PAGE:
It used to be that companies went public after achieving a modicum of success. There were business models, calculations, and plans, all based on real results and proven success.
Liquidity moves markets!Follow the money. Find the profits!
Now it’s all about potential.
There are still plans and projections, but proven success has been hard to come by.
Remember, Pets.com had a plan. It was going to change the way we took care of our animal buddies. Only, it didn’t. And now it’s gone.
Kozmo.com was supposed to be a messenger service that embodied online delivery. It’s gone, too.
Epidemic.com? Gone. WebVan? Gone. Lastminut.com? Gone. Dr. Koop? Gone.
Despite the media hoopla at the time, investors were ultimately left high and dry. And now it could happen again…
Twitter, the micro-blogging social media darling, has finally filed for its much ballyhooed IPO. And the valuations being assigned to it range from $12 billion to as much as $25 billion.
That’s asinine for a company that hasn’t shown any profit potential.
Twitter Inc. may make a fine trading instrument, as long as the party continues. But as an investment?
You can #countmeout…
You Need Widespread Adoption to Succeed
Celebrities like Alec Baldwin, Ashton Kutcher, Sinéad O’Connor, and Jennifer Love Hewitt, who helped put Twitter on the map, are leaving because of their increasing unwillingness to deal with the venomous responses and insults left on their account pages.
I can’t say I blame them. The level of vitriol piled on by those who hide behind the veil of Internet anonymity is staggering.
That’s going to cut down on the need for “compelling” content – assuming you find that kind of thing compelling. I don’t.
Twitter has throttled its API. What this means, according to Wired.com’s Marcus Wohlson, is that the company is willing to “alienate some of its most impassioned users to consolidate control” by substantially restricting third parties from developing Twitter applications.
I can’t say I disagree. The key to any company is widespread adoption from both users and vendors alike. Look at how rapidly Android has grown. It wasn’t the platform that changed but the apps that made this possible. Apple Inc. (Nasdaq: AAPL) and Microsoft Corporation (Nasdaq: MSFT) are struggling, and could be headed the way of BlackBerry Ltd. (Nasdaq: BBRY)… which failed because the number of quality apps for it stunk.
Twitter Is Not Facebook
That’s heresy, according to the technorati who are quick to compare the two companies now in the same breathless terms they used back in the dot.bomb heyday. Never mind that’s what they said about AOL Inc. (NYSE: AOL), too.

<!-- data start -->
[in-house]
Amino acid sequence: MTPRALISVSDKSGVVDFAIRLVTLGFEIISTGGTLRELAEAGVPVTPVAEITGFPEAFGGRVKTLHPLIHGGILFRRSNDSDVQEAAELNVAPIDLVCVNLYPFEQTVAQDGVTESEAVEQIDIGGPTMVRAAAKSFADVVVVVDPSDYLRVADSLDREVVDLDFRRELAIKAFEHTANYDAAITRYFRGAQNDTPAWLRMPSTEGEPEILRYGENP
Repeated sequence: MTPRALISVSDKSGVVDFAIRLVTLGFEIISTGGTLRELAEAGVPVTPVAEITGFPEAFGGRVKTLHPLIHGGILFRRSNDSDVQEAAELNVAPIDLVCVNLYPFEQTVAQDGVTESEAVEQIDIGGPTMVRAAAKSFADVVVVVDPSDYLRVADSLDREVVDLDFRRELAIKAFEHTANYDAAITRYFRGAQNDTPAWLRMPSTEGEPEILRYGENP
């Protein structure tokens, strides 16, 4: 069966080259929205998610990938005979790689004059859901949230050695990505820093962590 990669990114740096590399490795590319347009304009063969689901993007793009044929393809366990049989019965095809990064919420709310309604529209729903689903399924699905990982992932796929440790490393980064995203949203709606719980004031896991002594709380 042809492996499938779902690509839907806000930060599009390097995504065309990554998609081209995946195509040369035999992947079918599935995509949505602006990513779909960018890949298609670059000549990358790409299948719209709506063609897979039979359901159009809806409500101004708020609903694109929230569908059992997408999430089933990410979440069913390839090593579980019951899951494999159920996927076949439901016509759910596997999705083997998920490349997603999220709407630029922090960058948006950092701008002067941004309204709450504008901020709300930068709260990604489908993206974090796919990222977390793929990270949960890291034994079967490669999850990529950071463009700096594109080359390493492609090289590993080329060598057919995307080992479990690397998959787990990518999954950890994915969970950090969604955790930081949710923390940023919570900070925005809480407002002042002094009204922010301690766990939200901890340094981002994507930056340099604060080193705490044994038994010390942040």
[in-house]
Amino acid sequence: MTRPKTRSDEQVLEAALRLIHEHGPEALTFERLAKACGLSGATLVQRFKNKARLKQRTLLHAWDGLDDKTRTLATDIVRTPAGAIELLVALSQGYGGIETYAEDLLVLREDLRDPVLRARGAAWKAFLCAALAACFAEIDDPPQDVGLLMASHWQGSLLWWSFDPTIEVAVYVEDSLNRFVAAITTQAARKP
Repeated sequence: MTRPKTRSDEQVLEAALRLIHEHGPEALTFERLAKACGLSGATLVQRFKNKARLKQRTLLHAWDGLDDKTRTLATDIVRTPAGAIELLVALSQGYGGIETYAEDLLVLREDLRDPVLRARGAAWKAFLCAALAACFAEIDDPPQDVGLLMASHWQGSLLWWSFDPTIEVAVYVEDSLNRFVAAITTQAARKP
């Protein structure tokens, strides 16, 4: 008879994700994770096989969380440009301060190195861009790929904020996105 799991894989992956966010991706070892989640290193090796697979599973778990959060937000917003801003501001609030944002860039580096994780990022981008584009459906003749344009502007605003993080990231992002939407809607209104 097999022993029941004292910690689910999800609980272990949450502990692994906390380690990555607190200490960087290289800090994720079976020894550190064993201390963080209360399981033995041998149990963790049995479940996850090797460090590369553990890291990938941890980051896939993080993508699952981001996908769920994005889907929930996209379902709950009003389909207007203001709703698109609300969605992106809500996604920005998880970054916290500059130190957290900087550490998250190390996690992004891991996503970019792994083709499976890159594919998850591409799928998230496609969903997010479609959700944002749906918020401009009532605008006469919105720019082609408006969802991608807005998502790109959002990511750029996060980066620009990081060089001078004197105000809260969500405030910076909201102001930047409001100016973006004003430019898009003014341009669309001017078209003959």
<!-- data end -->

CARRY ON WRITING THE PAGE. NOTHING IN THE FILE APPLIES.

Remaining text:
Unfortunately, the market doesn’t seem willing to reinforce the lesson. There are huge amounts of capital chasing anything that’s got even the remotest hint of promise at a time when investors are desperate for returns.
Despite a badly botched IPO, Facebook Inc. (Nasdaq: FB) is now heralded as a success, and investors who were swearing off stocks for having bought it are now confusing Bernanke’s stimulus-altered reality with genius. So they’re comparing the two companies.
The problem is that Twitter is not even remotely Facebook. It’s not even remotely the size Facebook was at this stage of its development. More to the point, it’s not growing nearly as fast.
Ritchie King makes this abundantly clear in this chart from Quartz below.
And that’s what really breaks it for me: the numbers.
According to Wikipedia, September 2011 saw Twitter with 100 million active users. By December 18, 2012 – a year later – there were 200 million monthly active users. By the time the company filed its S-1, that rapid growth had slowed down to only 218 million active users or a 9% year-over-year growth rate… down from 100% the year before.
Ad rates per user fell 46% on a basis in June, according to the company. What this means, according to Teirnan Ray of Barron’s, is that, while the “number of ad slots the company had available to sell expanded greatly,” that “didn’t lead to a proportionate increase in ad buying.”
Since inception, the company has racked up nearly $500 million of accumulated deficit. Losses have widened 41% to $69.3 million, which puts Twitter on pace to lose $138.6 million by year end.
Facebook trades roughly at 20 times sales, while LinkedIn Corp. (NYSE: LNKD) is at 21. An IPO at $12.8 billion would represent approximately 28.6 times earnings, according to Bloomberg. Goodwill and unproven potential evidently counts for a lot these days.
The Bottom Line
If you’re thinking about investing in Twitter’s IPO, you have ask yourself: Do you really want to spend your hard-earned money on an IPO where you are, quite literally, the last in line on the profit train?
The IPO process is a rigged game where the founders, early investors, and investment bankers make out like bandits. As a retail buyer, you really are the last in line.
Twitter has the same problem that any social media company has… it’s got to convert eyeballs into paying customers. That may never happen because…
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